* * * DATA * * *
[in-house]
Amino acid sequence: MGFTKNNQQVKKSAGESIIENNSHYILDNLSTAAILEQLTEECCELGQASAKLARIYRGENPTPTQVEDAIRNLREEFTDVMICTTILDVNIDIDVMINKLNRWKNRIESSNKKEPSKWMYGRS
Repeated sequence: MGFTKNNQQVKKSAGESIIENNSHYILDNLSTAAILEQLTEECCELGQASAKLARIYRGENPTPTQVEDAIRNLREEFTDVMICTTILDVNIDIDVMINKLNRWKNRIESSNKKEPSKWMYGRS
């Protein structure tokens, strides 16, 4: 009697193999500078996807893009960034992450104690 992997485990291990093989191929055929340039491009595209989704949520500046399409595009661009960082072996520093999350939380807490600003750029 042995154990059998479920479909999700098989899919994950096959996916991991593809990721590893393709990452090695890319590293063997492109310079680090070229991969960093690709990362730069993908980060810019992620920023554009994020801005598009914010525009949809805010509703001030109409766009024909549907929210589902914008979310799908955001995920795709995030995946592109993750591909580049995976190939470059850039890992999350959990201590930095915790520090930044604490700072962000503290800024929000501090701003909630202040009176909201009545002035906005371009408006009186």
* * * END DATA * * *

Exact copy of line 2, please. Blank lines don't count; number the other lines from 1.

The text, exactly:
Amino acid sequence: MGFTKNNQQVKKSAGESIIENNSHYILDNLSTAAILEQLTEECCELGQASAKLARIYRGENPTPTQVEDAIRNLREEFTDVMICTTILDVNIDIDVMINKLNRWKNRIESSNKKEPSKWMYGRS